When a process brings the system from a higher to a lower energy, the energy leaves the system in the form of work done on the surroundings or heat transferred to the surroundings (1st law of thermodynamics). For a given set of initial and final states, the amounts of work and heat can vary, but the sum has to be the same. For example, if our system is a charged battery, we can either run a motor with it, lifting up a rock (work done on the surrounding). Or we can short the battery, creating thermal energy that is transferred to the surrounding in the form of heat. We can even have a situation where heat and work have opposite signs (e.g. do more work and have heat transferred into the system to get the same energy balance).

How is heat and work related to entropy changes?

The change in entropy inside the system depends solely on the initial and final state. For the surrounding (with nothing else going on in the surrounding), the change in entropy depends on the heat transferred. The more heat is transferred to the surrounding, the more the entropy of the surrounding increases. To maximize the work, you want to minimize the heat transferred to the surroundings (or even transfer heat to the system), but only to the point the that total entropy still increases (otherwise the process could not run). So if you match the entropy change in the system with the opposite entropy change in the surrounding (via heat exchange), you get the maximum work out of your process.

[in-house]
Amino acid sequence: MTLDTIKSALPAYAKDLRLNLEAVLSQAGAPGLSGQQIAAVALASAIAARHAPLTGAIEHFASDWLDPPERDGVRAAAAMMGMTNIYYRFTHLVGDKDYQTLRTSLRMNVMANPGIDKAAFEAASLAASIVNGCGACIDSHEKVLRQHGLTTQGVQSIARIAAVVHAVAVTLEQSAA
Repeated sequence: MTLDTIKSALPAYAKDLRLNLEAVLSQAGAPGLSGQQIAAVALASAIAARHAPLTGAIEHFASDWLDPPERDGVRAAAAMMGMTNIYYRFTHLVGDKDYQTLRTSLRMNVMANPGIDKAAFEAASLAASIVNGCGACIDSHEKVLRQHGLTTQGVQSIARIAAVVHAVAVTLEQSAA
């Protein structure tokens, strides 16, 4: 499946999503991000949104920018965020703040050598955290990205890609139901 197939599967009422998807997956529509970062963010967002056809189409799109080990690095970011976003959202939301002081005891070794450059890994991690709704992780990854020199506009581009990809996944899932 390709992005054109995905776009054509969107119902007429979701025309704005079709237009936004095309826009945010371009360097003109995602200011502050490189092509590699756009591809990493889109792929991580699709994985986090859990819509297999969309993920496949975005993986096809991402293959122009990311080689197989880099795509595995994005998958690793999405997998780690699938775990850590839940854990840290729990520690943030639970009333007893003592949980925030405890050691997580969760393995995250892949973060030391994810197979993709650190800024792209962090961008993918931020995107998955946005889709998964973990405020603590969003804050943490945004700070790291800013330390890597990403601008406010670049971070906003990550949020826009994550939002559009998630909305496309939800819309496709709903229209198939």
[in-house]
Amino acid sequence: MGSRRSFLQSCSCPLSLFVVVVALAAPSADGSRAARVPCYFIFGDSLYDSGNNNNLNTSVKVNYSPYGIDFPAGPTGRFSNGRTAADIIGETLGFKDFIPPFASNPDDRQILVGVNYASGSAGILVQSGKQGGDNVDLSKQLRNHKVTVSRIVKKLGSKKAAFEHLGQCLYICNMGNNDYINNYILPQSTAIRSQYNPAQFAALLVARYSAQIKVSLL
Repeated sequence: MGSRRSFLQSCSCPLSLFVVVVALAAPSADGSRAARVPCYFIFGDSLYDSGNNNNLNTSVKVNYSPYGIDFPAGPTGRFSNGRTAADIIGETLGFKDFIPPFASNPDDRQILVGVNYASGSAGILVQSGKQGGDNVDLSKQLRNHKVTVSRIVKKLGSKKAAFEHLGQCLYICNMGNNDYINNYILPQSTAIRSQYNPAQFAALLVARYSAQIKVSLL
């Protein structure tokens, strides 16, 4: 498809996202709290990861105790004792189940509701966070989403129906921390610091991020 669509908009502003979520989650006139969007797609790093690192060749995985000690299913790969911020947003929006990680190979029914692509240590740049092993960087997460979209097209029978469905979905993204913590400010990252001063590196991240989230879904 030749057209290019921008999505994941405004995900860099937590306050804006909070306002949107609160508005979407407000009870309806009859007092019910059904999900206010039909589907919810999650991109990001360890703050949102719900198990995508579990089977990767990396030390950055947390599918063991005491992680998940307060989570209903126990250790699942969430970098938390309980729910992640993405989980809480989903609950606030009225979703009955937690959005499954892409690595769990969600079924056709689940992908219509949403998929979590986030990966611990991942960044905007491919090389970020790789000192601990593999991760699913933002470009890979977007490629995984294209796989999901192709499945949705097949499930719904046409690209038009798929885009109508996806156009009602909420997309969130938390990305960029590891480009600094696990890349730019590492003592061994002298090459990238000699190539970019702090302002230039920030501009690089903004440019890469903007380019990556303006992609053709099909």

Can I see a picture?

Sure. The picture shows that the sum of heat and work is equal to the enthalpy change of the system. Values shown with a downward arrow are negative and with an upward arrow positive. For heat and work, negative values mean energy is transferred out of the system. For example, work done by the system on the surrounding is a downward arrow, and exothermic reactions have a downward arrow for $\Delta H$.

The picture also indirectly shows the entropy (via the arrows labeled heat and $-T \Delta S$. If the arrow for $-T \Delta S$ is downwards, entropy in the system increases (scenarios labeled "more dispersed"). If the arrow for heat is downwards, entropy in the surrounding increases. To calculate the actual entropy, you would have to divide by the temperature, but the way it is shown everything can go into a single picture.enter image description here

I have three scenarios, depending on whether the process is exothermic or endothermic and whether the entropy in the system increases or decreases. One scenario (endothermic reaction with a decrease of the system's entropy) is not shown (you would have to do work on the system to drive such a process, and we are trying to make the process do work for us instead).